To increase the interface accuracy, we use functions corresponding to enhanced discretization at and near the interface. We start with a base mesh, Mesh-1, with the set of elements denoted by E1. A subset of E1, (E1)2 is identified as at or near the interface (see Figure 1). A more refined Mesh-2 is constructed by patching together second-level meshes generated over each element in (E1)2 (see Figure 2). The set (E1)2 will change from one time level to other, depending on which elements the interface is passing through. An element which is in (E1)2 now, may be out of it some time later, and come back in again some time after that. For each element in (E1)2 there will be a unique second-level mesh. If an automatic mesh generator is used to generate that, the mesh will be generated only once and stored, to be used later if that element needs a second-level mesh again. The functions for velocity and pressure will all have two components each: one coming from Mesh-1 and the second one coming from Mesh-2. The set of elements in Mesh-2 is denoted by E2.
Mesh-2 and Mesh-3 will not be re-defined every time step but frequently enough to keep the interface in zones covered with these higher level meshes. In parallel implementation, re-defining these meshes will involve some load balancing cost, but we do not expect this to be a major cost. We will of course have the option of not having a third-level mesh for the interface function. We also have the option of having zones covered by Mesh-2 and Mesh-3 to match. An advantage in keeping them non-matching, however, is that we can keep Mesh-2 wider than Mesh-3, target keeping the interface within Mesh-3, and solve for the interface function only over the part of the computational domain covered by Mesh-2.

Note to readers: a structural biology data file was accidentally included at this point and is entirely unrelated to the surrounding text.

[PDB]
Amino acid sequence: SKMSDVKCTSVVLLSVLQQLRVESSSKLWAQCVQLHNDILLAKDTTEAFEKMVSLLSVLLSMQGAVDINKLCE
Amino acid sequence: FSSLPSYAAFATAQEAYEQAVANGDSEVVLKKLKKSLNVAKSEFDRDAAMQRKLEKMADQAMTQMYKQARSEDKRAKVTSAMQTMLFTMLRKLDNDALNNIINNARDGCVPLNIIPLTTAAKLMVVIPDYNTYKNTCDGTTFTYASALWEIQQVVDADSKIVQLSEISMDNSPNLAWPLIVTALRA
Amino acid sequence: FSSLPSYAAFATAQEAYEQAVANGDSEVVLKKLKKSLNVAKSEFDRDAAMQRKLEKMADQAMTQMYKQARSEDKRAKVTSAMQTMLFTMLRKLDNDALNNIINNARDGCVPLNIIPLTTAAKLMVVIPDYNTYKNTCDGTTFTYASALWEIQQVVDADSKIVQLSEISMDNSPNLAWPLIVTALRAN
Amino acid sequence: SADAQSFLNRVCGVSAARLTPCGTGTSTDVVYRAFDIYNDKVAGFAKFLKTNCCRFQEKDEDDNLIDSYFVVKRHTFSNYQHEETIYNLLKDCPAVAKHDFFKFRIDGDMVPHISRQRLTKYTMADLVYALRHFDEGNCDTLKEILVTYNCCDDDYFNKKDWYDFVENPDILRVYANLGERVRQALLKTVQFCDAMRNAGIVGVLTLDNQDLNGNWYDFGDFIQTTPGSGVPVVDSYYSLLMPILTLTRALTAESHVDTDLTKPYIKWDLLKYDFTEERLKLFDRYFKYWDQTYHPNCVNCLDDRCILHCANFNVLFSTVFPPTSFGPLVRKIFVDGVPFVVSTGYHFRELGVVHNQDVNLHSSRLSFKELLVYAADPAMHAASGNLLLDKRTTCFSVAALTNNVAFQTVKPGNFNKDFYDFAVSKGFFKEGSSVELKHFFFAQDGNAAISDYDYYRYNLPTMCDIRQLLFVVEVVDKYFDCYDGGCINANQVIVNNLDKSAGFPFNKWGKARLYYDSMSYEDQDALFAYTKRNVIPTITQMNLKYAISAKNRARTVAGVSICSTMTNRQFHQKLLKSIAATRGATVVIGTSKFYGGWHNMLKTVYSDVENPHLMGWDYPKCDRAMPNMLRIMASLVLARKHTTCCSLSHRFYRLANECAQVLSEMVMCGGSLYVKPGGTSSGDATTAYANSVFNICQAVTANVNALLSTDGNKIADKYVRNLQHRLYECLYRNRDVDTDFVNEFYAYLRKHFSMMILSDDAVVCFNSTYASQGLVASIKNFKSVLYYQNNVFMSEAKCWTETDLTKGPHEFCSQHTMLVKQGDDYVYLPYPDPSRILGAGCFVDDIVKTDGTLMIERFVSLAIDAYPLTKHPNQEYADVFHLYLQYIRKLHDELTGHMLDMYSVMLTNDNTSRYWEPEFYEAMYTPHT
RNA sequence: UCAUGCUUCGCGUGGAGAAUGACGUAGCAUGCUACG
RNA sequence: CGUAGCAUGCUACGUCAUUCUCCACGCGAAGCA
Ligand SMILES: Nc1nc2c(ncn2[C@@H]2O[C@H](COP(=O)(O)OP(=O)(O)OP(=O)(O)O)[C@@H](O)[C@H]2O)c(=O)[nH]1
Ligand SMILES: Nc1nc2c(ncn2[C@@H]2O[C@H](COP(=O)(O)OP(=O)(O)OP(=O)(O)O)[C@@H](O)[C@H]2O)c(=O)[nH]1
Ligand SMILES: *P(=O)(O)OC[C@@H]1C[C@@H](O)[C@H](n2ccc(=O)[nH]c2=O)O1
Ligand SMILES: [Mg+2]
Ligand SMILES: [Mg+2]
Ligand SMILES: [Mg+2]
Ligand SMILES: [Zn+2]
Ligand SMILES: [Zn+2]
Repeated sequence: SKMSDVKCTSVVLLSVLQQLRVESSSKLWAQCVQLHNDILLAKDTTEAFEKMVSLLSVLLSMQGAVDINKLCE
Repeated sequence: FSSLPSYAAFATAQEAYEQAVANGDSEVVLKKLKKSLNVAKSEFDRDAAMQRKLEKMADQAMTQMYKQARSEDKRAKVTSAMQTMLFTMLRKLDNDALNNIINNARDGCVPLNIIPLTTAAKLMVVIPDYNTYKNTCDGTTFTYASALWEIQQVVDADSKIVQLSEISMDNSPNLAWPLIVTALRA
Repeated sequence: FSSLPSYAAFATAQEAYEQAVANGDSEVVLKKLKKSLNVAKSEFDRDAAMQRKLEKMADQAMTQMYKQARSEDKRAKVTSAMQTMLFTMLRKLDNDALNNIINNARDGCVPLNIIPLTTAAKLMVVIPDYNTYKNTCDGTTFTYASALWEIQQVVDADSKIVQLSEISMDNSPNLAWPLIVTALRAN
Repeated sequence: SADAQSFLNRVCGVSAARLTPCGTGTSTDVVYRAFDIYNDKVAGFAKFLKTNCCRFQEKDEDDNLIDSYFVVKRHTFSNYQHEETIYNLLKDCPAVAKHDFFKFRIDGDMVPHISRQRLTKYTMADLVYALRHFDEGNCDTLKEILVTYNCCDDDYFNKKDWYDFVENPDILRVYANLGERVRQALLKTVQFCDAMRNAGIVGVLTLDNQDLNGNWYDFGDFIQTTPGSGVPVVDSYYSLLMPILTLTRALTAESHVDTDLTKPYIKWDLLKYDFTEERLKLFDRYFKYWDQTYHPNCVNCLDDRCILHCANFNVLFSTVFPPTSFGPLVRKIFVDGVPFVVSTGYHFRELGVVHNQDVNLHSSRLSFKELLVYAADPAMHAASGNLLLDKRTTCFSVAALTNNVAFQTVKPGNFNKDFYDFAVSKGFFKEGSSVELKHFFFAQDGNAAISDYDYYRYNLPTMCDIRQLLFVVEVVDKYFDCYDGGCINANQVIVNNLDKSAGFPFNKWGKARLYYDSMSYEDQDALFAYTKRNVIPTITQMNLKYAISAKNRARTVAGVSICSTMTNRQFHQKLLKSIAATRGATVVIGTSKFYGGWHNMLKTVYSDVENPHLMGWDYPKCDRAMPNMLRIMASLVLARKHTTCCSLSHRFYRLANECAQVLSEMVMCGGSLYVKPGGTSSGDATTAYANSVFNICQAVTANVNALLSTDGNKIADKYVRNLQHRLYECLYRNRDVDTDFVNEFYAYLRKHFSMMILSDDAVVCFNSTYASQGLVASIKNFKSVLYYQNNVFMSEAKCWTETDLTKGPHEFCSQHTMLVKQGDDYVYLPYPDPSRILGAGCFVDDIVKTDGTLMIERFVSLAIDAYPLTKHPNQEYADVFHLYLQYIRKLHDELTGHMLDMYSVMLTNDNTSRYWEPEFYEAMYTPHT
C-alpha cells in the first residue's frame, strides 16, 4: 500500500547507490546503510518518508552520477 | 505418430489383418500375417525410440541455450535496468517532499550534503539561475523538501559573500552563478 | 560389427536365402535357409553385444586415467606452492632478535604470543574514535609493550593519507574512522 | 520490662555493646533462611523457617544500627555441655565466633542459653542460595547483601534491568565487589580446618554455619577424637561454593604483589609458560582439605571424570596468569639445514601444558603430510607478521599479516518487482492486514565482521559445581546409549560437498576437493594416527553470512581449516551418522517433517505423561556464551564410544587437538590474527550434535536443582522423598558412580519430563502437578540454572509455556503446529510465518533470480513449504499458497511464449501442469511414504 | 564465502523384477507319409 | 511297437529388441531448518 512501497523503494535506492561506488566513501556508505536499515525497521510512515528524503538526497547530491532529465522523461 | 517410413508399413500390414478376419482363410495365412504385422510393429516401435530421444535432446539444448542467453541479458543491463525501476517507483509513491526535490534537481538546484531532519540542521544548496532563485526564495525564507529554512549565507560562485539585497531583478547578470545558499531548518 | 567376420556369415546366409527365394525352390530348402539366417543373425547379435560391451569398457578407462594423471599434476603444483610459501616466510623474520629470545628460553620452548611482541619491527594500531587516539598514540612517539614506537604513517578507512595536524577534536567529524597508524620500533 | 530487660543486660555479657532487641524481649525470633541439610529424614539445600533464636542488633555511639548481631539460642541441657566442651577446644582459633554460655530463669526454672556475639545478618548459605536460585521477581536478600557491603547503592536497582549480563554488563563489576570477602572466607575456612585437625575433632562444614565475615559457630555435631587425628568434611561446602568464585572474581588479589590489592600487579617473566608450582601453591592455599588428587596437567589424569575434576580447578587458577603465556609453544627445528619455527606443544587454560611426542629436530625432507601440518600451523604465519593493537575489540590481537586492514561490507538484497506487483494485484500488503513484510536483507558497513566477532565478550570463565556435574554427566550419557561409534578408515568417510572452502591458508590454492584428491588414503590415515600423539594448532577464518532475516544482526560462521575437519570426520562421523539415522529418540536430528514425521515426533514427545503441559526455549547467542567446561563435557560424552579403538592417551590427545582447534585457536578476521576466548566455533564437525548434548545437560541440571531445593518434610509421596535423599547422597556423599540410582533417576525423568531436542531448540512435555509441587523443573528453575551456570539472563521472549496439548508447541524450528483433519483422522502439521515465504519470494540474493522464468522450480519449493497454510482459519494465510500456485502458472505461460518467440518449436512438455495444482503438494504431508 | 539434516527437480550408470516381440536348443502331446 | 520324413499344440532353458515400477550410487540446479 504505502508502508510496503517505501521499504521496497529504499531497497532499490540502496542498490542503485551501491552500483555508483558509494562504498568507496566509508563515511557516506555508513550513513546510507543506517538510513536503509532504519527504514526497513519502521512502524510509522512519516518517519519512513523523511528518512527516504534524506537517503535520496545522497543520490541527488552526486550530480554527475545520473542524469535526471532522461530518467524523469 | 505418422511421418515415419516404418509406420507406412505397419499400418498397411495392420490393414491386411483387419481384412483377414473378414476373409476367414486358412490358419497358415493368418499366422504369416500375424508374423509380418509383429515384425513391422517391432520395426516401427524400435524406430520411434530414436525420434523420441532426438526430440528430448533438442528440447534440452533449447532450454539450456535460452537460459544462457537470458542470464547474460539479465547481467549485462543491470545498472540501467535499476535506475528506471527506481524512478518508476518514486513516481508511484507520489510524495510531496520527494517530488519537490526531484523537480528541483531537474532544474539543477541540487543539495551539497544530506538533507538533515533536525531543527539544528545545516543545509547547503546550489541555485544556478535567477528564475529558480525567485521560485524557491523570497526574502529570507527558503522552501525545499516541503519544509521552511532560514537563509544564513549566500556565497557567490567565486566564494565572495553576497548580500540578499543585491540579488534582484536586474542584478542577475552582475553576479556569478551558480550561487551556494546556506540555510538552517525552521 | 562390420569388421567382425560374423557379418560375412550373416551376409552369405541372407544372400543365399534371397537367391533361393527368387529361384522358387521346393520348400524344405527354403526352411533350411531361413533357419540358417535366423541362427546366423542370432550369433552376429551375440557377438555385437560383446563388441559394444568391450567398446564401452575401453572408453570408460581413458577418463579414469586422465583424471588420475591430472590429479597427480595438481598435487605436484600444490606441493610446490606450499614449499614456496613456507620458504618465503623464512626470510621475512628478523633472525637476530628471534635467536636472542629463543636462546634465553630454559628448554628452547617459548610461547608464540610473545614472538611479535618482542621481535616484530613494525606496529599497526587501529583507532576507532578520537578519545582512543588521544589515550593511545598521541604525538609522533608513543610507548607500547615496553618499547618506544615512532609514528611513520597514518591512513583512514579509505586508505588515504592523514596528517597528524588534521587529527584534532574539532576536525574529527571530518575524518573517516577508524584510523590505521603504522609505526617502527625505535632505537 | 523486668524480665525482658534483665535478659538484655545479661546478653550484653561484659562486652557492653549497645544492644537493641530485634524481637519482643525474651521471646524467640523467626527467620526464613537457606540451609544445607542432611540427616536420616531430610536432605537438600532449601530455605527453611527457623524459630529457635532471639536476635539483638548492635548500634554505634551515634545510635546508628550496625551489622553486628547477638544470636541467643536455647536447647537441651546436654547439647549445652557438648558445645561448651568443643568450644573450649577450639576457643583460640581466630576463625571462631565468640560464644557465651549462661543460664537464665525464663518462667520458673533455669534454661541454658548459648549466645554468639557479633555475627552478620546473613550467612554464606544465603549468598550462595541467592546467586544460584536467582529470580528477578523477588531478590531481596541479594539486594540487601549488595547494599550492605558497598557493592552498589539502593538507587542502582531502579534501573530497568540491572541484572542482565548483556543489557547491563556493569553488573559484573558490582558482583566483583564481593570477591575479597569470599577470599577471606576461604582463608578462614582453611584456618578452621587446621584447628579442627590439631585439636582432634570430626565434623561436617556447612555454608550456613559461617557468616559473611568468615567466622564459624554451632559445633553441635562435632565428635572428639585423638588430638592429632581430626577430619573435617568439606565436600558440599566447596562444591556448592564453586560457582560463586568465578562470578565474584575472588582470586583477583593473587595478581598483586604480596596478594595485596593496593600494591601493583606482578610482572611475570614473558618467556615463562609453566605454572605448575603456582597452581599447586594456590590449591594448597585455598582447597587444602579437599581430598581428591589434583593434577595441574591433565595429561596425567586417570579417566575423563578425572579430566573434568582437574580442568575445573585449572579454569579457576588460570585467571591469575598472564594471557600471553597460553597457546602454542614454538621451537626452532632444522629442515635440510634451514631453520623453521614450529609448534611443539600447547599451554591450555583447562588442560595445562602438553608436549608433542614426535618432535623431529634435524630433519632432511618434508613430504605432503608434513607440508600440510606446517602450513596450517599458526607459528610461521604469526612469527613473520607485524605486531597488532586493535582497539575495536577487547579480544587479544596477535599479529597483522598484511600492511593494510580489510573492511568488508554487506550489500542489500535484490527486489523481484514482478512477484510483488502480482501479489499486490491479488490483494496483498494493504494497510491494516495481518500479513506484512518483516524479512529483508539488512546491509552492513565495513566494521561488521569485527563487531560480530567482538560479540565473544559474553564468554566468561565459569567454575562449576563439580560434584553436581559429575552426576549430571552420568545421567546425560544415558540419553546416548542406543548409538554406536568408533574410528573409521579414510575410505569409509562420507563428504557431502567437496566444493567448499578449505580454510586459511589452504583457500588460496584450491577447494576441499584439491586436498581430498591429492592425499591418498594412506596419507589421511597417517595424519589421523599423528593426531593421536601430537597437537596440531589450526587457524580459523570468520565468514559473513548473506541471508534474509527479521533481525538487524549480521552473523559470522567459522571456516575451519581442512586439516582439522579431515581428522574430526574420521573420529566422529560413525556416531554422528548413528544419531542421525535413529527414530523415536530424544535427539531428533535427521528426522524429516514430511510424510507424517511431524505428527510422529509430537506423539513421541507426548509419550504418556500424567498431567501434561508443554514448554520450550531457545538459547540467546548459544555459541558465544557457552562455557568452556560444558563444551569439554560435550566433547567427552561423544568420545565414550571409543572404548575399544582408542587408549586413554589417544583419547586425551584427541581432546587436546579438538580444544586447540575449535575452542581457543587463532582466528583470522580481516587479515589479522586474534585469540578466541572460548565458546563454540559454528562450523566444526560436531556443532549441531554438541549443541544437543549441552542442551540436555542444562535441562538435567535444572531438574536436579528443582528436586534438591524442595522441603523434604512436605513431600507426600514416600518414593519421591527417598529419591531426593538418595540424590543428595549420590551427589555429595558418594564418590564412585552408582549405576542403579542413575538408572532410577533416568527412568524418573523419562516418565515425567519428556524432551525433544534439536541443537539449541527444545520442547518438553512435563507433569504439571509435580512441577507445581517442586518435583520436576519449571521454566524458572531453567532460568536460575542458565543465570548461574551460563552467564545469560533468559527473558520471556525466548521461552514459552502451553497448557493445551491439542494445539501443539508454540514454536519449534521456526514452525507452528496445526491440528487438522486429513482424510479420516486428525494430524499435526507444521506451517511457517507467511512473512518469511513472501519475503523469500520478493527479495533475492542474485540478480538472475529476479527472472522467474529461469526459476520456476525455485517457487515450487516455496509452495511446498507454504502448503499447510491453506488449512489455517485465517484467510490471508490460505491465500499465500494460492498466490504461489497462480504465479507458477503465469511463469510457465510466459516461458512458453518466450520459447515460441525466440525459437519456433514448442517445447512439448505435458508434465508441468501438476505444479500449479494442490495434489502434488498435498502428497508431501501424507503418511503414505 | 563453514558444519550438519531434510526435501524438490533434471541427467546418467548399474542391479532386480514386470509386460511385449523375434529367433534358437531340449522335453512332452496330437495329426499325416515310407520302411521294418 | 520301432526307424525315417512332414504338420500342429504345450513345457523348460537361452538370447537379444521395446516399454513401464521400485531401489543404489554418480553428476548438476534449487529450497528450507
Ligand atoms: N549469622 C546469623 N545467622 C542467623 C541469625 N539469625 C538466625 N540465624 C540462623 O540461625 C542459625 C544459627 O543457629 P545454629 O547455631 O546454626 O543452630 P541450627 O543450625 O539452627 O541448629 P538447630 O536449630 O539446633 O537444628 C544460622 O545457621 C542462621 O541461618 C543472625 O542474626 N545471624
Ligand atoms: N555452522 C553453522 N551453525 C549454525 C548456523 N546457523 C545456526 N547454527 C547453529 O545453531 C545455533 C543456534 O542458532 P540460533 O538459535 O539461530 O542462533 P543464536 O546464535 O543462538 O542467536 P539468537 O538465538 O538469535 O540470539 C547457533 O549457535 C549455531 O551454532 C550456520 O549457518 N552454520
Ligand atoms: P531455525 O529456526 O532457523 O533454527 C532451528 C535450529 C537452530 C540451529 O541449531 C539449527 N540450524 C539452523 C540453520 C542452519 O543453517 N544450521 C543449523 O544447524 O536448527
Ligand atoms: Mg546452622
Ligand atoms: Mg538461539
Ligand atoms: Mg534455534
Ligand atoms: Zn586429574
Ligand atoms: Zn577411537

The EDICT has already been implemented on the shared-memory parallel computing platform of the SGI multi-processor systems, and this was reported in [1, 2].
Example: 2D sloshing in a container
A container with dimensions 10 cm 7.5 cm is filled 2/3 with water and 1/3 with air. It is suddenly subjected to the gravitational acceleration (g = 9.8 m/s) and a horizontal acceleration of magnitude 0.2g.
We first compute this problem with the DSD/SST formulation using a highly-refined moving mesh. The mesh has 30,000 quadrilateral elements and 30,351 nodes. We will refer to this solution, obtained with the Interface-Tracking Technique, as Solution-IT.
Next, we compute the problem with the Interface-Capturing Technique using triangular meshes. The base mesh, Mesh-1, consists of 13,739 elements and 7,021 nodes. Mesh-2 is obtained by subdividing each element in (E1)2 into four elements. Mesh-3 is obtained by subdividing each element in (E2)3 into four elements. We set (E2)3 = E2; this means that we have the Mesh-2 and Mesh-3 zones matching. We carry out the computations with a time step size of 0.005 s. We redefine (E1)2 at every five time steps, with all elements in E1 within a distance of 0.5 cm from the interface declared to be in (E1)2.